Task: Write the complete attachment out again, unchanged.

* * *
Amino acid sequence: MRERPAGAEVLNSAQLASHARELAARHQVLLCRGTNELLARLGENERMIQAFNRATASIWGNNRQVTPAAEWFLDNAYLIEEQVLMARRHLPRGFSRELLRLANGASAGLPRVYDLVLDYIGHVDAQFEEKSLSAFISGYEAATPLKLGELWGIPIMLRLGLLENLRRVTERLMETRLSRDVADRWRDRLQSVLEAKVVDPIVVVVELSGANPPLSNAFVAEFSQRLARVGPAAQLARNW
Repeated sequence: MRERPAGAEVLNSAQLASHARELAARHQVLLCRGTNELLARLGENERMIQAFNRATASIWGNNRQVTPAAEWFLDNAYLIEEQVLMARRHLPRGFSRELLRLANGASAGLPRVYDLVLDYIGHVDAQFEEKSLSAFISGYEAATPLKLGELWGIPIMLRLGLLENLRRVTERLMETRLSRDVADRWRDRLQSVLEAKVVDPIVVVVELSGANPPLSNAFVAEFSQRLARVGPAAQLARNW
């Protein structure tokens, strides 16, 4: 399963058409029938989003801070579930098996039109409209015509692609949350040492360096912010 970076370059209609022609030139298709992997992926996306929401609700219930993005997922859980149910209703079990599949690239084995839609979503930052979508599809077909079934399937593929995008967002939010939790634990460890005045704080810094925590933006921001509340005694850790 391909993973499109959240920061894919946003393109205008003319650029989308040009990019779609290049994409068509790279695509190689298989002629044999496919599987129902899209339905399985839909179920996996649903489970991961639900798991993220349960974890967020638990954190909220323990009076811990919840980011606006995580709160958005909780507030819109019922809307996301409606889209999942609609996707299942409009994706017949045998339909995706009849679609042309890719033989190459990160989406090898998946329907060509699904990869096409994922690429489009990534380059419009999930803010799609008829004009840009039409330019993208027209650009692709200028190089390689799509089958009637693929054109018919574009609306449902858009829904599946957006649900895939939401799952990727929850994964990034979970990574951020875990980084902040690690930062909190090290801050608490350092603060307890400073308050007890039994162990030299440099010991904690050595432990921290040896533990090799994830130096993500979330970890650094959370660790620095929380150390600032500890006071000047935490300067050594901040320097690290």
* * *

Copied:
Amino acid sequence: MRERPAGAEVLNSAQLASHARELAARHQVLLCRGTNELLARLGENERMIQAFNRATASIWGNNRQVTPAAEWFLDNAYLIEEQVLMARRHLPRGFSRELLRLANGASAGLPRVYDLVLDYIGHVDAQFEEKSLSAFISGYEAATPLKLGELWGIPIMLRLGLLENLRRVTERLMETRLSRDVADRWRDRLQSVLEAKVVDPIVVVVELSGANPPLSNAFVAEFSQRLARVGPAAQLARNW
Repeated sequence: MRERPAGAEVLNSAQLASHARELAARHQVLLCRGTNELLARLGENERMIQAFNRATASIWGNNRQVTPAAEWFLDNAYLIEEQVLMARRHLPRGFSRELLRLANGASAGLPRVYDLVLDYIGHVDAQFEEKSLSAFISGYEAATPLKLGELWGIPIMLRLGLLENLRRVTERLMETRLSRDVADRWRDRLQSVLEAKVVDPIVVVVELSGANPPLSNAFVAEFSQRLARVGPAAQLARNW
């Protein structure tokens, strides 16, 4: 399963058409029938989003801070579930098996039109409209015509692609949350040492360096912010 970076370059209609022609030139298709992997992926996306929401609700219930993005997922859980149910209703079990599949690239084995839609979503930052979508599809077909079934399937593929995008967002939010939790634990460890005045704080810094925590933006921001509340005694850790 391909993973499109959240920061894919946003393109205008003319650029989308040009990019779609290049994409068509790279695509190689298989002629044999496919599987129902899209339905399985839909179920996996649903489970991961639900798991993220349960974890967020638990954190909220323990009076811990919840980011606006995580709160958005909780507030819109019922809307996301409606889209999942609609996707299942409009994706017949045998339909995706009849679609042309890719033989190459990160989406090898998946329907060509699904990869096409994922690429489009990534380059419009999930803010799609008829004009840009039409330019993208027209650009692709200028190089390689799509089958009637693929054109018919574009609306449902858009829904599946957006649900895939939401799952990727929850994964990034979970990574951020875990980084902040690690930062909190090290801050608490350092603060307890400073308050007890039994162990030299440099010991904690050595432990921290040896533990090799994830130096993500979330970890650094959370660790620095929380150390600032500890006071000047935490300067050594901040320097690290």